GMT Hasn’t been International Time Since 1971—Stop Using It!

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Universal Time Windows LiveI just updated my Windows Live profile, and was horrified to discover that Microsoft has reverted to using Greenwich Mean Time (GMT) instead of Coordinated Universal Time (UTC), in at least one location.

Ever since January 1, 1972, the official worldwide time reference has been UTC.

Since then, GMT has been defined as only the mean solar time at the Royal Observatory in Greenwich, London. It is not tied to international atomic time. The simplest explanation of the differences among the various time definitions is the United States NIST Time and Frequency Division’s FAQ.

The biggest problem is that since 1972, GMT has been not an international time zone, but the name of the winter time zone in the UK. In the summer (daylight saving time) months, the UK time zone is BST, for British Summer Time. Depending on the programmer’s interpretation of whether GMT is a time zone or just another name for UTC, calculations made involving GMT may be shifted by an hour (or not) in a way that makes the resulting time calculation incorrect by one whole hour.

This is bad, and the only way to avoid the confusion is to never use GMT for any time after January 1, 1972.

The GMT Era

GMT was the official worldwide time reference from October 22, 1884 to December 31, 1971. Any reference to international time within those dates must therefore use the label “GMT”, while any references to international time after January 1, 1972 must therefore use “UTC”.

GMT is coequally used as the international time reference by the BBC, and as a time zone in a handful of countries (but be careful trusting, as it does not cite any references).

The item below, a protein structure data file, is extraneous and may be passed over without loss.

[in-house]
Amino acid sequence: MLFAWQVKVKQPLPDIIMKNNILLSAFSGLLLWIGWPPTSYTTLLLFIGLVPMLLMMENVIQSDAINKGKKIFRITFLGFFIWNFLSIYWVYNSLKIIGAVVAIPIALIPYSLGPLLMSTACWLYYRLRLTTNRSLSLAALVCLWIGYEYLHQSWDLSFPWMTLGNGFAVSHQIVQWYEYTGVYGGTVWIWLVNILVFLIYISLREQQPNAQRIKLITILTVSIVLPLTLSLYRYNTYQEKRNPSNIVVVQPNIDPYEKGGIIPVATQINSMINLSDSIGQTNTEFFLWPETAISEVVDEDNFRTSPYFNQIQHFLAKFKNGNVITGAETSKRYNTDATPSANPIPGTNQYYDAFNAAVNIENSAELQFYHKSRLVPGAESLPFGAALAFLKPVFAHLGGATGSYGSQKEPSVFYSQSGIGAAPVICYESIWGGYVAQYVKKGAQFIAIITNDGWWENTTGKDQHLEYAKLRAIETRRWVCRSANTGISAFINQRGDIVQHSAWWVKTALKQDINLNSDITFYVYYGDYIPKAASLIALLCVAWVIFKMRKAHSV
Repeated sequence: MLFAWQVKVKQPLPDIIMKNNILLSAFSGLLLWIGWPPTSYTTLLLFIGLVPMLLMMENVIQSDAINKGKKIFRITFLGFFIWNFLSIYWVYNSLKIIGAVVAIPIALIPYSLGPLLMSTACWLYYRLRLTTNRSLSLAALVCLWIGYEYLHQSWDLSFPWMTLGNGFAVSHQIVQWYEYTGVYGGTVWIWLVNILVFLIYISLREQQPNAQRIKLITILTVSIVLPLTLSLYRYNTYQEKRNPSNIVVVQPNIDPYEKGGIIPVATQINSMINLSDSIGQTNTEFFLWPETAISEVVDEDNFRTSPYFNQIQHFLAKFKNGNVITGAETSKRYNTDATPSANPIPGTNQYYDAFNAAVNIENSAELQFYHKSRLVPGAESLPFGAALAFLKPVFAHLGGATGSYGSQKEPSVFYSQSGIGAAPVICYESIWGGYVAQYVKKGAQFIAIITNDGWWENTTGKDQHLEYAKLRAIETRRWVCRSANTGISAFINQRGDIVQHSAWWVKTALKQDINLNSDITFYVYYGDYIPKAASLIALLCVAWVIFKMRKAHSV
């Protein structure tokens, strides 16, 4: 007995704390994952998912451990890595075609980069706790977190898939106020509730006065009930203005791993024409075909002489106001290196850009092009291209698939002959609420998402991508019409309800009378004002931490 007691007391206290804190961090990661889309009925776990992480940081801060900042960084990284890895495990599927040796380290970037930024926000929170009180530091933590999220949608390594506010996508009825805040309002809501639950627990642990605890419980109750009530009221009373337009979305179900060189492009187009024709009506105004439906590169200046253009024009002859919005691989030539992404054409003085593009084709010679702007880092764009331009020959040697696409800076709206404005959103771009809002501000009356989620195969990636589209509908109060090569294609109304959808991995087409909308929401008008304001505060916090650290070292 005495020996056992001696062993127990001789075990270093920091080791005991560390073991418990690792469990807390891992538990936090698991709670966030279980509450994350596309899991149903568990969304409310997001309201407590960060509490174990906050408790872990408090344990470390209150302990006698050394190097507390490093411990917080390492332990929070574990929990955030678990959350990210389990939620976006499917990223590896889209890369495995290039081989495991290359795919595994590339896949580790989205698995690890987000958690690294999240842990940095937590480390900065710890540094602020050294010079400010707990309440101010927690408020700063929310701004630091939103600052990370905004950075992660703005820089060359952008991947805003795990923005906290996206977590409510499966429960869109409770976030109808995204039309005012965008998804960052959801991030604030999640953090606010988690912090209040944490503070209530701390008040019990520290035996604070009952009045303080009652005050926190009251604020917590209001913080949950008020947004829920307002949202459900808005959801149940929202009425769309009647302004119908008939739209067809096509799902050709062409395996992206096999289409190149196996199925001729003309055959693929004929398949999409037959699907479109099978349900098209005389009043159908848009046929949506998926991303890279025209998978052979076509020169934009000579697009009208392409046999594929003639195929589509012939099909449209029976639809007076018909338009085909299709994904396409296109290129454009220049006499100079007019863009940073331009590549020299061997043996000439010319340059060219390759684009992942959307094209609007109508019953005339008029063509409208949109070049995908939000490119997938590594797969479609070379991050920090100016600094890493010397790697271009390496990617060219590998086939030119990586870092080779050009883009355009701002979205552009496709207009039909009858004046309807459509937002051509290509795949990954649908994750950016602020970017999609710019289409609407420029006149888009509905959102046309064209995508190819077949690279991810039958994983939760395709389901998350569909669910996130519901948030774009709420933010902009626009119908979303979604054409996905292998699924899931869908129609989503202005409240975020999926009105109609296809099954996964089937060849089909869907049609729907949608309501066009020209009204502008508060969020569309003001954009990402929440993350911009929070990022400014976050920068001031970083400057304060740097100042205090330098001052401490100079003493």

The UTC Era

Ever since January 1, 1972, UTC has been the official worldwide time standard, and has always been the time standard of the Internet. UTC is defined by the International Telecommunication Union, an agency of the United Nations, in  ITU-R Recommendation TF.460-4.

Universal Time=Solar Time

Universal Time (UT) was defined in 1928, as the replacement for GMT’s use as solar time, and its modern incarnation is UT1. So if Microsoft is intending to allow you to set your time zone to the solar-based Universal Time, the label in the listbox above should be “Universal Time (UT1)”, but this would be the official time for only witches, warlocks, and vampires.

The Microsoft Problem

Since all Microsoft operating systems were developed after 1972, they all should have started off using UTC instead of GMT—but they didn’t. DOS started using GMT, and Windows kept with it through Windows XP, and it wasn’t until Windows 7 that Microsoft switched to UTC.

The reason was simple—the time calculations used by DOS and Windows up until Windows 7 did not conform to UTC rules, so labeling Windows XP’s international time as UTC would have been inaccurate. Because UTC’s primary purpose is well-defined accuracy, this would have been inappropriate.

However, Even Windows 7 is not perfect. See the thread Does Windows 7 Support UTC as BIOS time? for commentary on some of the remaining problems.